Konkana Khaund's Blog

What do we expect to see in the Intelligent Buildings Industry in 2014?

19 Dec 2013 | by Konkana Khaund
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As 2013 comes to a close and we all eagerly await the new year to unfold, I am sure each of us are going through a time of reflection on things gone by, and an anticipation of what the new year holds for us. No matter how much of a surprise we expect, it is almost uncanny that things to come are often predictable to a certain degree, and largely depends on how we shape them to impact our lives and businesses. The intelligent buildings industry is no exception to that rule. I am sure all of us involved in this space are already forming our opinions and mental picture of what we may see unfold in 2014. Weighting the good and bad in our industry over the last few years, I strongly feel that some of the following trends will mark the 2014 industry trajectory:

Leading with financials: Move over energy savings, incentives, rebates, low hanging fruits. 2013 already ushered in a period where increasingly building owners are looking at those buildings as financially lucrative assets that will appreciate in value multi-fold if the right investment decision is made. As this resonates with more and more asset managers and owners, we will see a strong shift towards the need for financial optimization on a long-term basis, including operational maximization from their assets, whether or not energy provides that initial boost to consider investments. Of course, needless to say energy would still be the winner in the long term as the right technology and investment choices get made.

From technology to apps: Not just technology sophistication, but what technology can achieve for the building owner and operator will drive the show in 2014. The robustness in hardware and software may well be in demand. But ultimately it is the user experiences, interfaces, mobility-on-demand, and scalability that will determine how adoptable technology will get. With smart devices ruling our existence today, the building operations world is no longer being controlled from the plant room. There will be an app for every function to control, monitor and predicatively optimize our bindings.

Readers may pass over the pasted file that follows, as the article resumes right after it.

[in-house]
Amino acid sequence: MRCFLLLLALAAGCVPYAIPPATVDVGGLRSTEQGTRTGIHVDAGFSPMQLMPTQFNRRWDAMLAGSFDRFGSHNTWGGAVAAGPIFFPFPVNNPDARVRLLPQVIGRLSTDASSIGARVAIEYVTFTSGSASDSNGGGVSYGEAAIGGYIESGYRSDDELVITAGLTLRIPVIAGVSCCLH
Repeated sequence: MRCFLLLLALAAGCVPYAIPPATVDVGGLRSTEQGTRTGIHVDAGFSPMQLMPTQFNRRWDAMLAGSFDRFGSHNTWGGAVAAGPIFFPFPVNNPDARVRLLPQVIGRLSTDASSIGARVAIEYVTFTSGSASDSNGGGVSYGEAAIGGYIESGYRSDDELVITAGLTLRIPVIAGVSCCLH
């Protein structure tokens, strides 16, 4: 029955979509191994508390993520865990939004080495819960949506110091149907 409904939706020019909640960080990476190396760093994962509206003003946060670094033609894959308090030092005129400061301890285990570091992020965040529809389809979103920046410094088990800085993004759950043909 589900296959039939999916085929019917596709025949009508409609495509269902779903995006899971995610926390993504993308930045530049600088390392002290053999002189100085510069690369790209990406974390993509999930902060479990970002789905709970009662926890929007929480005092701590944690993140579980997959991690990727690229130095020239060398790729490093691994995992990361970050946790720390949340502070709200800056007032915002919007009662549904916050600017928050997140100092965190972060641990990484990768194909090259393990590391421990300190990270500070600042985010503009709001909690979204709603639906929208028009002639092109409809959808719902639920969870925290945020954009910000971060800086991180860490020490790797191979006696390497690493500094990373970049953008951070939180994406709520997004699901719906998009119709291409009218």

Acknowledging the Cloud as the best fit: For all things that will rely on a control point, the cloud will unanimously be acknowledged as the best answer. The need to manage huge volumes of data and making sense of it all has already brought the importance of the cloud to the forefront of building management. Reducing the burden on local storage, growing complexity of demand from tech-savvy FMs, increased demand on networks and bandwidth are all inevitable reasons why migrating to run applications from the cloud will be the natural progression. 2014 will likely do way with some of the reservations that kept this migration at check so far. Besides the fact that intelligence in building systems and devices no longer need to rely on middle-ware integration, with smartness being deployed directly into devices that interact from cloud-based platforms will make the cloud a distinct reality for intelligent buildings in 2014.

Continued innovation and entry of disruptive technologies: The entrepreneurial spirit will continue to help offload nascent and promising smart technologies, devices and apps into the intelligent buildings solution portfolio. And it is the small and medium sized entrepreneur, not the established OEMs of the industry that will be the active contributors. Be it energy management, analytics, third party services, smart device integration, value-added apps, they will continue to come out of nascent suppliers who do not need to rely on huge operational expenses, hardware sales, manufacturing capabilities, or brand presence to be part of the game. That doesn’t mean the established large OEMs will step aside. For them, leaving any part of the business on the table is not an option. However, true innovation with absolute technological differentiation from what they already offer has not been forthcoming as a prominent part of their business proposition in the last few years. It is the SME that has stolen the show. And tying up for an alliance with these promising newbies makes far better business sense for the large OEMs, and also helps these nascent providers to ignore their lack of brand presence in capturing market attention. This trend will continue through in a big way in 2014.